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Vol 40  No 3
September 20, 2007


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MI researchers go above and beyond the call of duty
by Stephanie Barrett

Wearing different sensors, volunteers are helping researchers determine the effect that the cold ocean environment has on the human body. (Photo by Hubert Best)

If you ever had to abandon ship in the middle of ocean, a life raft could be your only hope to keep you safe and dry until rescue.

Researchers at the Marine Institute’s Offshore Safety and Survival Centre (OSSC) are working in partnership with the National Research Council (NRC) and the School of Human Kinetics are looking at ways to improve life raft safety for those who travel on the ocean.

In order to do this, real-life situations had to be re-created. This involved volunteers spending at least four hours (and sometimes up to eight hours) in a 16 person life raft in the National Research Council Canada Institute for Ocean Technology’s (NRC-IOT) ice tank and tow tank. Cold environmental conditions were simulated and the subjects were studied wearing both wet and dry clothing.

Jim Boone of the OSSC is one of the collaborators on the project. He said that this research is very necessary as the results will increase survival time.

“The purpose of this study is to provide reliable, objective knowledge about the performance of life rafts as it relates to heat loss,” he said. “Our goal is to be able to identify areas of improvement.”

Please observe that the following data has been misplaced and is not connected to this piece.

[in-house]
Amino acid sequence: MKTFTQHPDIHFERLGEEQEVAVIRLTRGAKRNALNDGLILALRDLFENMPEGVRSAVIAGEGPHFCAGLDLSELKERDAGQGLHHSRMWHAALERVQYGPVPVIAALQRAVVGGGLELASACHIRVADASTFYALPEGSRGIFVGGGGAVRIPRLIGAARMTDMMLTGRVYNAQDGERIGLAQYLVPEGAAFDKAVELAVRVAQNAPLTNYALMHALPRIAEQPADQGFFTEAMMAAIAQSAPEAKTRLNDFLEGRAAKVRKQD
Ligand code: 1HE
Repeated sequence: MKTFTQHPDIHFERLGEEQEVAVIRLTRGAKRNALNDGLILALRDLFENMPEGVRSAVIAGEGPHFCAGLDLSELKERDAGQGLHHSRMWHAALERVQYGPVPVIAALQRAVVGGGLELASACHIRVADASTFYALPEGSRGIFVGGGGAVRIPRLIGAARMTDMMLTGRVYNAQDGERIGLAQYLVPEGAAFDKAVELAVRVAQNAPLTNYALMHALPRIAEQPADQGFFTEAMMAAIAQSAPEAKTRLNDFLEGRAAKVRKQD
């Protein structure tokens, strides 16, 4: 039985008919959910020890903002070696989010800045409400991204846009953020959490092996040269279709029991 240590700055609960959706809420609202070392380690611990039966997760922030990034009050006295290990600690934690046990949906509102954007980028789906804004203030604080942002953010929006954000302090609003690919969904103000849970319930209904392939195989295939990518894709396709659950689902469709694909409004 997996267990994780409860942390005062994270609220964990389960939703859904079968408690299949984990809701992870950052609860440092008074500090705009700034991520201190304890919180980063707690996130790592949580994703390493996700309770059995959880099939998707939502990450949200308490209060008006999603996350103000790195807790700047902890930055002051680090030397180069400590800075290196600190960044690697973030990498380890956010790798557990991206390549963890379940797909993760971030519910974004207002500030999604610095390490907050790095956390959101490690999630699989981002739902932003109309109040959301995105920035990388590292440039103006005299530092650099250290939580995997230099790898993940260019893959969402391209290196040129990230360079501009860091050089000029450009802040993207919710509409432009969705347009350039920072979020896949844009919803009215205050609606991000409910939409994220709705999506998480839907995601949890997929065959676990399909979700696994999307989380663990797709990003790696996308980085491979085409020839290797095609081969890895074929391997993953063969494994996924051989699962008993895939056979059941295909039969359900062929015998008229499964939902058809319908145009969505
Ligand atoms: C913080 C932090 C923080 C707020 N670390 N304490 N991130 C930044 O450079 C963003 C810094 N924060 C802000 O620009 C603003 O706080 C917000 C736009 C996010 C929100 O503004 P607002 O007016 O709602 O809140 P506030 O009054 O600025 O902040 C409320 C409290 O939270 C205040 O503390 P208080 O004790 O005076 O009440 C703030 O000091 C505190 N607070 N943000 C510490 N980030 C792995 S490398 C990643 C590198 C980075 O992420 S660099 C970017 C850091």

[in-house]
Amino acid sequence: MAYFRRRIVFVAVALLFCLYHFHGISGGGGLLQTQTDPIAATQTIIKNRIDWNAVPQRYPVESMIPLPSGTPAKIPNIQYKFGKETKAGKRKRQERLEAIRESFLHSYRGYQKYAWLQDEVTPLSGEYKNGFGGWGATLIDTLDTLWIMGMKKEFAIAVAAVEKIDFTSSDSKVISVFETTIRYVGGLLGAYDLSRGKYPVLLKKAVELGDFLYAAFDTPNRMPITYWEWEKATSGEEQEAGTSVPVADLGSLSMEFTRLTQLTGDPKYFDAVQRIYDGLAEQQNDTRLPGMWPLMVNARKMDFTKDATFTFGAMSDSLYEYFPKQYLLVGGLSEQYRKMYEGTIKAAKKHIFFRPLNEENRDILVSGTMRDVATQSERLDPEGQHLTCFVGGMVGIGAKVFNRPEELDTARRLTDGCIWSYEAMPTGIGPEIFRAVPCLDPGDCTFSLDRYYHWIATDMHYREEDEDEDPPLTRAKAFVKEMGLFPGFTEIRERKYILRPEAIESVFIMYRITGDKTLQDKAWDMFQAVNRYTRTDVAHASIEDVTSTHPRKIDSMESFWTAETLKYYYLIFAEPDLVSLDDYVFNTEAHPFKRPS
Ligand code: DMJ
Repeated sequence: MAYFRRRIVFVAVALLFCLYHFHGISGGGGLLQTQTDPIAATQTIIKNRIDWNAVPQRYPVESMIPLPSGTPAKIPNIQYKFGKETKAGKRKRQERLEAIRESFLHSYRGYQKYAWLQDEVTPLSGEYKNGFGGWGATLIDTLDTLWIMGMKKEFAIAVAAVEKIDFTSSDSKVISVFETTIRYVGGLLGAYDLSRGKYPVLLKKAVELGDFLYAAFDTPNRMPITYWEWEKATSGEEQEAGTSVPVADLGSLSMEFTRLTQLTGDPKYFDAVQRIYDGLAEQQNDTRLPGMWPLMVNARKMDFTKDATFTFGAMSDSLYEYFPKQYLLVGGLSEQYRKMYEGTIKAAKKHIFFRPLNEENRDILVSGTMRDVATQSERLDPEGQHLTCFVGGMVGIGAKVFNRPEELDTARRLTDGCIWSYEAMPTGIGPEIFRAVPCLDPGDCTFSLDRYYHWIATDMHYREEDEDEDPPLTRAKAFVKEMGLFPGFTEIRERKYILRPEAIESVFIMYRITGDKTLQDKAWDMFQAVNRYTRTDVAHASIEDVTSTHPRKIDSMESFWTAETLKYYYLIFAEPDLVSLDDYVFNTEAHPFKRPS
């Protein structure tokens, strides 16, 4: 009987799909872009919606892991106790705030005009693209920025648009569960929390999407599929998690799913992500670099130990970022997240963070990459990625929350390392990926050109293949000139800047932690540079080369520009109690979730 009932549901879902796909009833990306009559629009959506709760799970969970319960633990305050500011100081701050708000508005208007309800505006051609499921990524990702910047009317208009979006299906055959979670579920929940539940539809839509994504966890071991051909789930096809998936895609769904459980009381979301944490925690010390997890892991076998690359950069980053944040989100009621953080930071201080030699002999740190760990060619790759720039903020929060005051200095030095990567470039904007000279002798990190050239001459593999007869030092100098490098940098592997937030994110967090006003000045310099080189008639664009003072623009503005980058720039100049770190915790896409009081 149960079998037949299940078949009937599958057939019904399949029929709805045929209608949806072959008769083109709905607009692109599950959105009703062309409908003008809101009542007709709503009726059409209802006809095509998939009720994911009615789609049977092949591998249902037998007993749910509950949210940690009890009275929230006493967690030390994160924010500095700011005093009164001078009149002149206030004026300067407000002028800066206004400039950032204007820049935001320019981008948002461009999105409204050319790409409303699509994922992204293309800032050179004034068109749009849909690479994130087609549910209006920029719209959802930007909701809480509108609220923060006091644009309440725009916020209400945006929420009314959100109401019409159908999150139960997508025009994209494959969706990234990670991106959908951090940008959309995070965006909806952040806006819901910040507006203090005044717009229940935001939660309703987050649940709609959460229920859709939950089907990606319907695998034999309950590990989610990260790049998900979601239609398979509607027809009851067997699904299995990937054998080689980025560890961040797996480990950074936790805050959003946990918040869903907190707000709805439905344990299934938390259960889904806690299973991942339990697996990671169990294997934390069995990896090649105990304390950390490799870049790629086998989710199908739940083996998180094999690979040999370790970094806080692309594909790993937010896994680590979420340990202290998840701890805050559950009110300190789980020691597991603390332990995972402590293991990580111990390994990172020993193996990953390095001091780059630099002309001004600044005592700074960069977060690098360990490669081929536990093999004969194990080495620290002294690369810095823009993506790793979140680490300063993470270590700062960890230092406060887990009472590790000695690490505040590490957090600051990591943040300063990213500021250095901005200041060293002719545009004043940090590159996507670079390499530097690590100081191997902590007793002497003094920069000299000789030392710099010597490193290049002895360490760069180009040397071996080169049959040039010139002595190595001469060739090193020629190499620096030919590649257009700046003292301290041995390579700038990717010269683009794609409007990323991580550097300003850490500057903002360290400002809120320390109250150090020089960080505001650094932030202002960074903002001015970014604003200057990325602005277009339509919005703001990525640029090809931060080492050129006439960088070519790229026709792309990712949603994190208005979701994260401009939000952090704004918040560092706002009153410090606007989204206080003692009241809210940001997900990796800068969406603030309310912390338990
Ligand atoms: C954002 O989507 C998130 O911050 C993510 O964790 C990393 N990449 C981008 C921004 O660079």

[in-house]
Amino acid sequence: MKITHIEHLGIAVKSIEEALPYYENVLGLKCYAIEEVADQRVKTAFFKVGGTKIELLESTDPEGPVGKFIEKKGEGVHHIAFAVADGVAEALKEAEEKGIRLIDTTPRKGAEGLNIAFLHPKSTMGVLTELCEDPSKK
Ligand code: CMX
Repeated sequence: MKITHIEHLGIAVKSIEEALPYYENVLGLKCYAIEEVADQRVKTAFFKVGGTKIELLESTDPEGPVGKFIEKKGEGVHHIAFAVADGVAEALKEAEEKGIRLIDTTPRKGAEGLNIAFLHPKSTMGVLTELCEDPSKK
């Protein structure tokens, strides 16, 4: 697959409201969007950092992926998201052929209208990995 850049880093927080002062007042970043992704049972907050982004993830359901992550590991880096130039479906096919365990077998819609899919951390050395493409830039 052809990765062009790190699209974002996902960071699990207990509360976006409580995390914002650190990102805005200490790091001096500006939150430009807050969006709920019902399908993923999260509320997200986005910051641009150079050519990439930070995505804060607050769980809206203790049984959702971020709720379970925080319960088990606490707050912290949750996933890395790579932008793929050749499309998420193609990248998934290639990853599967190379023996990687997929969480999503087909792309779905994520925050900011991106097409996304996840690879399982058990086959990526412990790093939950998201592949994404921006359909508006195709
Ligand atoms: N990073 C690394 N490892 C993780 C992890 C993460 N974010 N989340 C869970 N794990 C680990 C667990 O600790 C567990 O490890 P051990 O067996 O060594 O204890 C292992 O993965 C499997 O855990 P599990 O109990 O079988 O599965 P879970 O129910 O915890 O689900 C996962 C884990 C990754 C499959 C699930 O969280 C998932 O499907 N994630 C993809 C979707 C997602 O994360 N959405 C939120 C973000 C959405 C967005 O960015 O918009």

To achieve this, Mr. Boone, along with his fellow collaborators on the project, Rob Brown, OSSC, Lawrence Mak, NRC, and Dr. Fabien Basset, School of Human Kinetics, went above and beyond the call of duty and volunteered to be human subjects in the study.

So why volunteer as a subject for the study? “I couldn’t let my wife upstage me,” Mr. Brown said with a grin. “She actually volunteered for the study before I did and she was a trooper. She actually spent eight hours in the raft.

“As a researcher in the field of offshore and maritime safety, it is difficult to fully understand the environment and stress unless you are actually subjected to a survival situation. While most of the test subjects were taken from outside the research team, the team members also found it valuable to participate in order to help understand what an individual might experience in a life raft.”

Mr. Mak, project manager for the study, also spent some time in the raft.

“This is an interesting and challenging project. Our research team has made excellent progress. We are excited to help Canada influence international regulations and enhance marine safety with good research and sound results.”

This is a 2.5-year, $1.7 million project, sponsored by Transport Canada and The National Search and Rescue Secretariat New Initiative Fund. The remaining funding came from other research partners.

Members of the research team from Memorial also includes Dr. Scott Mackinnon and Dr. Bassett of the School of Human Kinetics and their graduate students Kerri-Ann Evely, Steve Penney and Mr. Boone, and Mr. Brown and Kevin O’Brien of MI’s Offshore Safety and Survival Centre.

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